LAKE FOREST – It’s safe to say that most people haven’t thought about the prospect of the Bears in the playoffs for most of the 2022 season.
That’s especially been the case over the last month-and-a-half as a six-game losing streak has sunk the team to the bottom of the NFL.
Still, there had to be an official elimination of the Bears from the playoffs this season, and that happened on Sunday.
With a loss to the Packers at Soldier Field to move to 3-10 on the season, the Bears cannot qualify for the 2022 NFL postseason. They along with the Texans are the only two teams in the NFL that are officially out of contention for a playoff spot.
Currently, the Bears are the second-worst team in the league behind Houston and would hold the second-overall pick in the 2023 NFL Draft, which is a big deal considering the team is rebuilding this season.
But for die-hard fans, this bad year continues a trend for the team that has been the norm since the last time they played for a league championship nearly 17 years ago.
Since Super Bowl XLI on February 4, 2007 in Miami Gardens, Florida, where they lost 29-17 to the Colts, the Bears have endured a rough stretch where they’ve mostly been on the outside looking in at the playoffs.
Over the next 16 seasons, including 2022, the team has only qualified for the playoffs three times:
- 2010 – 10-6 – NFC North Champions
- 2018 – 12-4 – NFC North Champions
- 2020 – 8-8 – NFC Wild Card (#7 seed)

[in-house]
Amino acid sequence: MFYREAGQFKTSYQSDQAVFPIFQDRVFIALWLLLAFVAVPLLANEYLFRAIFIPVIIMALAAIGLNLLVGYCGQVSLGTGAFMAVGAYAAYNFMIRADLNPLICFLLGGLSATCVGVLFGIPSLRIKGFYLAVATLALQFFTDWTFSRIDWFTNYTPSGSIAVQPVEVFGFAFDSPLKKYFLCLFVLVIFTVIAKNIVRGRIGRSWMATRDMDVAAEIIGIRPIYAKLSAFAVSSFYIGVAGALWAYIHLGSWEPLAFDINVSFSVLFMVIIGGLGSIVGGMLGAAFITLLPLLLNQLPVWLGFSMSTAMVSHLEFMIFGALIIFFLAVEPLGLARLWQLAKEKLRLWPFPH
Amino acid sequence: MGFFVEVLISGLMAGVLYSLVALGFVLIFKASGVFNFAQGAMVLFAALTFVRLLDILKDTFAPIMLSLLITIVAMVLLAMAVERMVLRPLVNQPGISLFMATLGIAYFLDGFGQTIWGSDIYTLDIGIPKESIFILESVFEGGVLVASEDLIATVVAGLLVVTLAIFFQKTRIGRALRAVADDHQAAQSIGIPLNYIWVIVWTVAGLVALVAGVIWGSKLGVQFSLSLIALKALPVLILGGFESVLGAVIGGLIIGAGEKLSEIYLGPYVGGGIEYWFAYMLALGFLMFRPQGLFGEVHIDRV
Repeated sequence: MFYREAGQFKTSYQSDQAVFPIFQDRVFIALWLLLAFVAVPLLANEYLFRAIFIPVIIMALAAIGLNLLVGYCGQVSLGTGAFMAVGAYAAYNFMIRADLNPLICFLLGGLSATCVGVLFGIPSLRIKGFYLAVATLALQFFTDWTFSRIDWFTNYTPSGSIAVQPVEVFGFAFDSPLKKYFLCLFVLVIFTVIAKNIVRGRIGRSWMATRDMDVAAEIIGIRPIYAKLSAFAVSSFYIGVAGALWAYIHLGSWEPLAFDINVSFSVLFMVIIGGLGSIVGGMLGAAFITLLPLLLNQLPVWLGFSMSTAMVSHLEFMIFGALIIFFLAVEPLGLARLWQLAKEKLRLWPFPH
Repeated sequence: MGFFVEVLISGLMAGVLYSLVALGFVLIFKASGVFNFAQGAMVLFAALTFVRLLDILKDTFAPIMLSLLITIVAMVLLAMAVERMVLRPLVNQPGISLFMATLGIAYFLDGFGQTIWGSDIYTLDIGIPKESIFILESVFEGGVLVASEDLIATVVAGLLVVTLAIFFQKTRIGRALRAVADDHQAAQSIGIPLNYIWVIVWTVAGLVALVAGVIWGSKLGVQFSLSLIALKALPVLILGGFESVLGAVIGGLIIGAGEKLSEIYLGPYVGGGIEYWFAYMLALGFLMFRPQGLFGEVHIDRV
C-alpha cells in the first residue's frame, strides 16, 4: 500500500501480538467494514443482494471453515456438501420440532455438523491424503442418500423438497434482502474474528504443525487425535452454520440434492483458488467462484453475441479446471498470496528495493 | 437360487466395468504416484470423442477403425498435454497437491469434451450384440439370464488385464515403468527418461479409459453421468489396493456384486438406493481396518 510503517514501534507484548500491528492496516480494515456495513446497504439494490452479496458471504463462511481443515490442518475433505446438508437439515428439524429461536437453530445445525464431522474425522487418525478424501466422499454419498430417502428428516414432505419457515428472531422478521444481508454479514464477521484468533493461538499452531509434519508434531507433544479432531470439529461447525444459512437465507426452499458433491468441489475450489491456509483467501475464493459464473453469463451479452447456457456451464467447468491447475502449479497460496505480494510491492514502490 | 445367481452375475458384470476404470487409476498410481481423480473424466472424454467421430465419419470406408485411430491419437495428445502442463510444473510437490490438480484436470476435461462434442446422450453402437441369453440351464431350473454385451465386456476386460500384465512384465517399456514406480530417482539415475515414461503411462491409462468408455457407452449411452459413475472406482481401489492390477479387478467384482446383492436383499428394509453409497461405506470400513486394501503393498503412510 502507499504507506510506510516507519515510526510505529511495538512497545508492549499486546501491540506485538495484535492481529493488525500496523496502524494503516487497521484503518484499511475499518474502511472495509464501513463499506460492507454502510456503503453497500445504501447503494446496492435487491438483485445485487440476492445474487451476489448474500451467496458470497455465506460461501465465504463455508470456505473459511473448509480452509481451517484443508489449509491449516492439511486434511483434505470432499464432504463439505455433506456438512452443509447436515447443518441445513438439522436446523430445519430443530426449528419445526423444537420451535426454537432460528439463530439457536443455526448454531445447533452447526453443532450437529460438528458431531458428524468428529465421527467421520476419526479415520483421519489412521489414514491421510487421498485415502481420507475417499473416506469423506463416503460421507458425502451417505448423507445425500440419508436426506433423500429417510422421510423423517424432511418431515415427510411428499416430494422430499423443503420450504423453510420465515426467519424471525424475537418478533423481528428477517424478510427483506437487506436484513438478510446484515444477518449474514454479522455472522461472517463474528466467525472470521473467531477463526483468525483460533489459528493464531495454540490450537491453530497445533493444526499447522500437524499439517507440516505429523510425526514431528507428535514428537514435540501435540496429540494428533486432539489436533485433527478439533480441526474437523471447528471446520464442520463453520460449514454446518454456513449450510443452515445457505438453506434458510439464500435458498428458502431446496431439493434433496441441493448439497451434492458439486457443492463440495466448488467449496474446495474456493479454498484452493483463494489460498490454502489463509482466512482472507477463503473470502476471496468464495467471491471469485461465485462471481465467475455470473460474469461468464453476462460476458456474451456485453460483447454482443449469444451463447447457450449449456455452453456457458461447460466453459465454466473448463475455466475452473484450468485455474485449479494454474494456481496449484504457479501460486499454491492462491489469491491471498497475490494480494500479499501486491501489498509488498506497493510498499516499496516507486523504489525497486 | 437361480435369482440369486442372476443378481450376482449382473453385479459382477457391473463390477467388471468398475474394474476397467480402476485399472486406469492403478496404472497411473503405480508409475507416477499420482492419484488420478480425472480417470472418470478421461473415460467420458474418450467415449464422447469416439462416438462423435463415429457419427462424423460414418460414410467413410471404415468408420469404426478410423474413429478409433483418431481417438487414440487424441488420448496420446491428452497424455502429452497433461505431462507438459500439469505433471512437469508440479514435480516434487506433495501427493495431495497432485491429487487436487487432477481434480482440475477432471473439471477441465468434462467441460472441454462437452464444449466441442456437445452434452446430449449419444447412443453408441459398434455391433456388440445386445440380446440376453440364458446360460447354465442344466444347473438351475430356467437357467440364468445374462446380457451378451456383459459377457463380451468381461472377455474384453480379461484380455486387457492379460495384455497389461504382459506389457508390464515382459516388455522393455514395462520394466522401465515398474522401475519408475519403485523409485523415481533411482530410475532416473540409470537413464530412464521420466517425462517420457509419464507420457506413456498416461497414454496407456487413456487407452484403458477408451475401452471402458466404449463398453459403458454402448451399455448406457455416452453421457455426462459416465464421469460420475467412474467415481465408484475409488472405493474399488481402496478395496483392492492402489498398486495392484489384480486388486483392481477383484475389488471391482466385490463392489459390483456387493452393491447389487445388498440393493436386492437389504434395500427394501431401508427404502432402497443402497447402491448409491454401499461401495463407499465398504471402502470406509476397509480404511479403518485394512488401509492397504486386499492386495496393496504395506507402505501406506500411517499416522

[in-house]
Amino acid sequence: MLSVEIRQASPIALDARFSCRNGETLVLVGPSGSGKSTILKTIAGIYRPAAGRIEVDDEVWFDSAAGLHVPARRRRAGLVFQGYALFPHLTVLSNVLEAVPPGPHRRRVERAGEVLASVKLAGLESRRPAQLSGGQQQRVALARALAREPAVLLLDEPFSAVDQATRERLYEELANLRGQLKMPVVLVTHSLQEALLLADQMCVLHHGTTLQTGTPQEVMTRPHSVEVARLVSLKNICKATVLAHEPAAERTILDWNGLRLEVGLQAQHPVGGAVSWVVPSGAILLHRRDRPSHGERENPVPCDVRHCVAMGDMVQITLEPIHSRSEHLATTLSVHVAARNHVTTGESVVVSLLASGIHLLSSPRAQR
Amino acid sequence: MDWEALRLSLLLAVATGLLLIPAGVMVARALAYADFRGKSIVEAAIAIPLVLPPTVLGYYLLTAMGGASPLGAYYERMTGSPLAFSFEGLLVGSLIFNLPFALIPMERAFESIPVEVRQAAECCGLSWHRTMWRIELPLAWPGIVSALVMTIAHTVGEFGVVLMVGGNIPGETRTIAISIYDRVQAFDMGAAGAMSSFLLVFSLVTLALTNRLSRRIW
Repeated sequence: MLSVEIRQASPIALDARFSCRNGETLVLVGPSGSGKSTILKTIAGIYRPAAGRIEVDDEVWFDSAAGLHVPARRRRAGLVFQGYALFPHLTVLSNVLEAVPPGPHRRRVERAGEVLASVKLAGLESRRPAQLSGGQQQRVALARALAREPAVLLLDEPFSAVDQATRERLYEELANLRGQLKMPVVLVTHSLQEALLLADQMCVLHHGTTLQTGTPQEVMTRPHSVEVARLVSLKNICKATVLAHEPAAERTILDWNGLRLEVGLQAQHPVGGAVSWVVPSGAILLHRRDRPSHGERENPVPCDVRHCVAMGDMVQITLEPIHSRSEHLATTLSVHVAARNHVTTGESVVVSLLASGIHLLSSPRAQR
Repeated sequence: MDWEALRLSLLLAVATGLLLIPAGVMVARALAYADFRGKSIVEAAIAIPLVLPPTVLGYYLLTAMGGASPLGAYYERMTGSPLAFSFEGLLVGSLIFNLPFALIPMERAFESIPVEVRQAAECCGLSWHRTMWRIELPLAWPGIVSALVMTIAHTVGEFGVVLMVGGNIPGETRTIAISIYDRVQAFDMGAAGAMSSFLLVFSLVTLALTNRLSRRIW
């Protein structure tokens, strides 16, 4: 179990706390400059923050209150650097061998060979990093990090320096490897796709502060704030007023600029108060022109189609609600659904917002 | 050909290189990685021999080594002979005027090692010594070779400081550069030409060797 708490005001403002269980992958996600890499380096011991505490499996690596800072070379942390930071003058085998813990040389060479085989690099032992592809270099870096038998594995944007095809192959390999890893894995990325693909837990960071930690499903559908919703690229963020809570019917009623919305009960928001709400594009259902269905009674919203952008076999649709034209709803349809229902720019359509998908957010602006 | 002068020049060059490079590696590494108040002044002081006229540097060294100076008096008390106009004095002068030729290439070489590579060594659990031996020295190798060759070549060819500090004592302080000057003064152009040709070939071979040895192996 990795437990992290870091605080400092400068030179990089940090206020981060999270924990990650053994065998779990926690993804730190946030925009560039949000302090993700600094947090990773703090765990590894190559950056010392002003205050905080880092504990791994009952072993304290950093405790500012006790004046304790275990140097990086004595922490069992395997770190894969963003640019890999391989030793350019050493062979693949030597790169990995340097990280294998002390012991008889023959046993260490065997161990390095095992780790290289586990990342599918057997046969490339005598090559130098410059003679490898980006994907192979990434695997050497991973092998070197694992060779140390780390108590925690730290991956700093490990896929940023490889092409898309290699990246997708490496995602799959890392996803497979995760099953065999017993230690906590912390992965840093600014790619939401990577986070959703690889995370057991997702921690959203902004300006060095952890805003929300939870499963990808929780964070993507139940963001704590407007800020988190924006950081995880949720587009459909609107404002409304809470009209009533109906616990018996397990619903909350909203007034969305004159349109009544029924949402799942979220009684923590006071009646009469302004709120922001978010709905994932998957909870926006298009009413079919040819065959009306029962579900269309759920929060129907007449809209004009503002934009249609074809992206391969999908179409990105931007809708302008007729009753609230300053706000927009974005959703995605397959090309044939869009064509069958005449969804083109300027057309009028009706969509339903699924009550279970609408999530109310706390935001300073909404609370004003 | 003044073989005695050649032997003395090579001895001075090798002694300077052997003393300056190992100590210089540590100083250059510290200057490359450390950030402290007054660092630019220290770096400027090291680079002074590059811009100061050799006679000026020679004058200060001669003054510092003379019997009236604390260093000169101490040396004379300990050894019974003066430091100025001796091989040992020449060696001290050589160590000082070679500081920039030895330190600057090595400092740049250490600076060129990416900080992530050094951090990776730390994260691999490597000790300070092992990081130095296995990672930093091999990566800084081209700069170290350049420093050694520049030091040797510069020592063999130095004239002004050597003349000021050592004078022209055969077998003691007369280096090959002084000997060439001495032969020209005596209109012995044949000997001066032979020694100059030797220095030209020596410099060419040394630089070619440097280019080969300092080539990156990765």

During those playoff appearances, the Bears only have one victory to show for it as they defeated the Seahawks 35-24 in the NFC Divisional round on January 16, 2011 at Soldier Field. The Packers would beat the Bears in the NFC Championship the next week 21-14.
A No. 3 seed in 2018, the Bears lost to the Eagles 16-15 in the NFC Wild Card game at home that featured the infamous Cody Parkey “double-doink” ending.
After sneaking into the playoffs at 8-8, the Bears were a seventh-seed in the 2020 playoffs and were quickly bounced by the Saints in the Wild Card round 21-9 in New Orleans on January 10, 2021.
Outside of those years, the Bears have been watching the playoffs instead of taking part in them. During the 13 seasons without a playoff appearance, the Bears have only been over .500 twice:
- 2008 – 9-7
- 2012 – 10-6
They’ve been at the .500 mark (8-8) three times in those playoff-less seasons.
Meanwhile, the team has been under .500 eight times, including the last two seasons.
- 2007 – 7-9
- 2009 – 7-9
- 2014 – 5-11
- 2015 – 6-10
- 2016 – 3-13
- 2017 – 5-11
- 2021 – 6-11
- 2022 – 3-10 (Four games to play)
Perhaps the team will “Take the North and not give it back” as general manager Ryan Poles promised at his introductory news conference in January. But for now, a trend for the franchise continues as the Bears will watch the playoffs at home.